New BRT good for property

Cape Town’s Integrated Rapid Transit (IRT) system that coordinates the city’s extensive network of trains, buses, minibus taxis and park-and-ride facilities, bodes well for the city’s long-term development. The Bus Rapid Transit (BRT) system has already gone a long way to address the congestion experienced along the city’s west coast.

IRT network was launched in 2011, and the first phase of the rollout was in the Table View area. Last year routes between the CBD and Salt River railway station, City Bowl, Atlantic Seaboard and Hout Bay were also added. This year the BRT system will include Khayelitsha and Mitchells Plein on the Cape Flats.

From a commercial and industrial property perspective, the new BRT system should have a direct impact on property prices by stimulating the development of new industrial sites, and making the refurbishment of older sites closer to the city more viable. Other advantages include:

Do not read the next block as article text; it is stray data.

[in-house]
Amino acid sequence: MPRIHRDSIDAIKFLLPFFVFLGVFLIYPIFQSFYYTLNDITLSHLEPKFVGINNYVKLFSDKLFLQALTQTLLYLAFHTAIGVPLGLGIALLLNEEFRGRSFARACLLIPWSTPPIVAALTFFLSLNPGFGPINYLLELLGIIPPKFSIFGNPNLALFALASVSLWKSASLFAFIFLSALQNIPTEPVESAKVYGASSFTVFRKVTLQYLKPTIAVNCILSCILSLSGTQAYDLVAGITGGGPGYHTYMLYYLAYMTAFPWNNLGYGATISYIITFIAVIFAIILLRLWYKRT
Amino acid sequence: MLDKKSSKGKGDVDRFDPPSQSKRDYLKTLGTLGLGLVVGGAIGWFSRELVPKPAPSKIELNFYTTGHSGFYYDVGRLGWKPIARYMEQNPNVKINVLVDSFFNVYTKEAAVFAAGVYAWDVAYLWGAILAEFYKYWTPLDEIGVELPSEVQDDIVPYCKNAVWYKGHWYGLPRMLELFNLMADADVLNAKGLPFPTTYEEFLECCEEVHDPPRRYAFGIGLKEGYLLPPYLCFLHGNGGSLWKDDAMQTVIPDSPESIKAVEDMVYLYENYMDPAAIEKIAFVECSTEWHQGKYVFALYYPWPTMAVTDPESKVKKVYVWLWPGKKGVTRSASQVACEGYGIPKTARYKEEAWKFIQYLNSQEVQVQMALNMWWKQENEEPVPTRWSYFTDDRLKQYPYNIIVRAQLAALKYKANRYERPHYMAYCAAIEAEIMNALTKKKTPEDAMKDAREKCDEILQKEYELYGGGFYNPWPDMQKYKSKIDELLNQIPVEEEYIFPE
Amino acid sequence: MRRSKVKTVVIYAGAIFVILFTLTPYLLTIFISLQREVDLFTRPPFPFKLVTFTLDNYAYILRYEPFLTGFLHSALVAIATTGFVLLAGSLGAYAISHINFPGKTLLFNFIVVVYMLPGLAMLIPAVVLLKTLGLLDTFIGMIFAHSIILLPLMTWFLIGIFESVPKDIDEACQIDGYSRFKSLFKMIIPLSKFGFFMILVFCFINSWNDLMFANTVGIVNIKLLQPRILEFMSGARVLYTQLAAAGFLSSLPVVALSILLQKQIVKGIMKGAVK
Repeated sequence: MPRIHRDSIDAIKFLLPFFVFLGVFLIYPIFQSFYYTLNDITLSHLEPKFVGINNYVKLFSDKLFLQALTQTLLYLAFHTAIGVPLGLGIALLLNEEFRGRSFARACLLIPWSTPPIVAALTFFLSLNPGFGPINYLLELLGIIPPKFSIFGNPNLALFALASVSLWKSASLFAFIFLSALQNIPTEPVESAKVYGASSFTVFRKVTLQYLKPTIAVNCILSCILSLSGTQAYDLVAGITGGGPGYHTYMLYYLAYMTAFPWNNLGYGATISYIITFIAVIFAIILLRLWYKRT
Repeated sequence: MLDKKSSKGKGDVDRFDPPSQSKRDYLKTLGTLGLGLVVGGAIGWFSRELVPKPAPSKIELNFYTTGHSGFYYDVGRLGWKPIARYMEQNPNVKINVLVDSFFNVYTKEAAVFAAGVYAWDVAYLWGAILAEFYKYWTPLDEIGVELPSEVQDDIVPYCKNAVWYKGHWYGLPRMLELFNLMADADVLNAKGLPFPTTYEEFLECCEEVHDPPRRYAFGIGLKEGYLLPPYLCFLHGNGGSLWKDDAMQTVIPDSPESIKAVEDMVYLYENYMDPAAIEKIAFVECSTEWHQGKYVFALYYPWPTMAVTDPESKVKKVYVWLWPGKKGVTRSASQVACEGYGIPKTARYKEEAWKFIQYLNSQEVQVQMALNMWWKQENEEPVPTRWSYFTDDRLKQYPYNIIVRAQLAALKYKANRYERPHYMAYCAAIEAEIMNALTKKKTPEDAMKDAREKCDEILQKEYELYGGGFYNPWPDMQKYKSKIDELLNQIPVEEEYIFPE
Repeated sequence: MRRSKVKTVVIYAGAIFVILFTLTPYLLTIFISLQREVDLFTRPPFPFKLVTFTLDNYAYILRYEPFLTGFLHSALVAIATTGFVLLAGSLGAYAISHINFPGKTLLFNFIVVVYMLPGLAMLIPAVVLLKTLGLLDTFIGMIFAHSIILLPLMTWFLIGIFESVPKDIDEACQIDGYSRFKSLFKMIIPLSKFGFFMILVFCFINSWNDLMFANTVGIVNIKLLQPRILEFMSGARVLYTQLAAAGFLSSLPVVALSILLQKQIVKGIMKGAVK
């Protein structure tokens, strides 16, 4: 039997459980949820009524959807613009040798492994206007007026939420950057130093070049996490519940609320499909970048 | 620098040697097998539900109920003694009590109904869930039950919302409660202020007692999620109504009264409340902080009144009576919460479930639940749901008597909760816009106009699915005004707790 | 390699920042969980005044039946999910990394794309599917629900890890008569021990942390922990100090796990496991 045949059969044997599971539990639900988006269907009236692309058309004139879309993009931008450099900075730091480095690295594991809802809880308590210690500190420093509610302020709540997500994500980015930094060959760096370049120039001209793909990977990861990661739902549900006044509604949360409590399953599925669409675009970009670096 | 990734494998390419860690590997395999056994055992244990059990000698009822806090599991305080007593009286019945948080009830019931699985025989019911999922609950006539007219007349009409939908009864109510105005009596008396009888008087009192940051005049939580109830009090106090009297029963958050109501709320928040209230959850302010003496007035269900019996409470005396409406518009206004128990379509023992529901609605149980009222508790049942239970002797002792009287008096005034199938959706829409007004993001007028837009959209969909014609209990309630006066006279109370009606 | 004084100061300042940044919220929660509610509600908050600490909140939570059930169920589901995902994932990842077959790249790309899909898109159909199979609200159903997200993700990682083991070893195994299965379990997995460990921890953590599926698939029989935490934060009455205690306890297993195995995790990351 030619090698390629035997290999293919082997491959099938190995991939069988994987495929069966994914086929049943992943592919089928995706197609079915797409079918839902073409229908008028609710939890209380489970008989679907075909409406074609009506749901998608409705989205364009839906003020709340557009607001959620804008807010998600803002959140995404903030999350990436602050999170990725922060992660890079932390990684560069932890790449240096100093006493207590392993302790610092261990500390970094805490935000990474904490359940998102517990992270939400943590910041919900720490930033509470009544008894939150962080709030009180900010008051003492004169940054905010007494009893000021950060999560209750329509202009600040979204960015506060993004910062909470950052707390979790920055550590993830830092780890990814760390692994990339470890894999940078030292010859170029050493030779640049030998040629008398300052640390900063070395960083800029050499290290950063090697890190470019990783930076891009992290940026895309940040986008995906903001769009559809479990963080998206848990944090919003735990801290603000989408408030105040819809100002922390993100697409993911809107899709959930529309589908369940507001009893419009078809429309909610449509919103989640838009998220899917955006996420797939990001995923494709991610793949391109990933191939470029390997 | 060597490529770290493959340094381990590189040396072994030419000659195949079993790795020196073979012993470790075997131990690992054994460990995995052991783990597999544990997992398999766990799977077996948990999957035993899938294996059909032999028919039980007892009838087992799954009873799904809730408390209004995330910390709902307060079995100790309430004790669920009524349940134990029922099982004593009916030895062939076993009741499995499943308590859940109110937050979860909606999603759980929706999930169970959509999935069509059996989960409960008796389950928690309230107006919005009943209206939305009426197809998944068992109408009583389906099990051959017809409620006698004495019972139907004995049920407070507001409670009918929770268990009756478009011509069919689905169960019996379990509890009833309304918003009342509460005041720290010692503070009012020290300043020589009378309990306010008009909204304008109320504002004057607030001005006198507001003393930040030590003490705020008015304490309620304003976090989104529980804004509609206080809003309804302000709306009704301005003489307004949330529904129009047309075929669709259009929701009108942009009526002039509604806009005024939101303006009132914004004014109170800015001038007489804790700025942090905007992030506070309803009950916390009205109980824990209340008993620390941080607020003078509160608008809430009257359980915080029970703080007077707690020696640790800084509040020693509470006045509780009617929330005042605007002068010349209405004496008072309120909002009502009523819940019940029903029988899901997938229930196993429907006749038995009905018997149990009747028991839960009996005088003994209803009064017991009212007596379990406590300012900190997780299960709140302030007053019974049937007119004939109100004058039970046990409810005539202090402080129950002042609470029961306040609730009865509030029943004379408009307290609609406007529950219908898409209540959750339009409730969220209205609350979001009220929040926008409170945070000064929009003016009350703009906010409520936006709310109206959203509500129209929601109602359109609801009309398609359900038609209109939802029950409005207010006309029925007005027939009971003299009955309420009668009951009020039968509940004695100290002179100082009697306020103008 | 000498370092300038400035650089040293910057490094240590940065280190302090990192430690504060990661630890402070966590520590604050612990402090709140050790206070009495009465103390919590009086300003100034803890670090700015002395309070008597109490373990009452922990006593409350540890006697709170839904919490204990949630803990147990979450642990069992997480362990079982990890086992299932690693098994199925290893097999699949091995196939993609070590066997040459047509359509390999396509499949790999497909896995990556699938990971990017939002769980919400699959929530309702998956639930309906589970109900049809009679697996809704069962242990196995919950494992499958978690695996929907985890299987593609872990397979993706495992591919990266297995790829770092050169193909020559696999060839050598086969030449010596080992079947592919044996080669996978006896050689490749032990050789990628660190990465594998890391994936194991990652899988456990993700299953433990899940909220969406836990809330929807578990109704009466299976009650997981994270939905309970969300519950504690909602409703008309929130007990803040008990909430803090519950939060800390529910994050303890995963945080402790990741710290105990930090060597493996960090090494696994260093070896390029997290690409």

• Less traffic congestion means creating a faster and more efficient distribution system within the manufacturing and warehousing system
  • A more mobile work force is more productive
  • Businesses can access a larger pool of labour because of the reduction in commuting time
  • New industrial areas further from the CBD become more attractive and in turn stimulates development

Cape Town’s public transport system was due for an upgrade, and has already helped to reduce travel time for commuters living in the Table View/Blaauwberg areas, and also provides low-income earners with relatively cheap access to jobs in the city centre.

To encourage the use of the system the city has gone a long way to increase safety through the appointment of security personnel and the installation of CCTV. From an environmental point of view there are also obvious advantages: less air pollution, less carbon emissions and the reduction in the use of fossil fuel.

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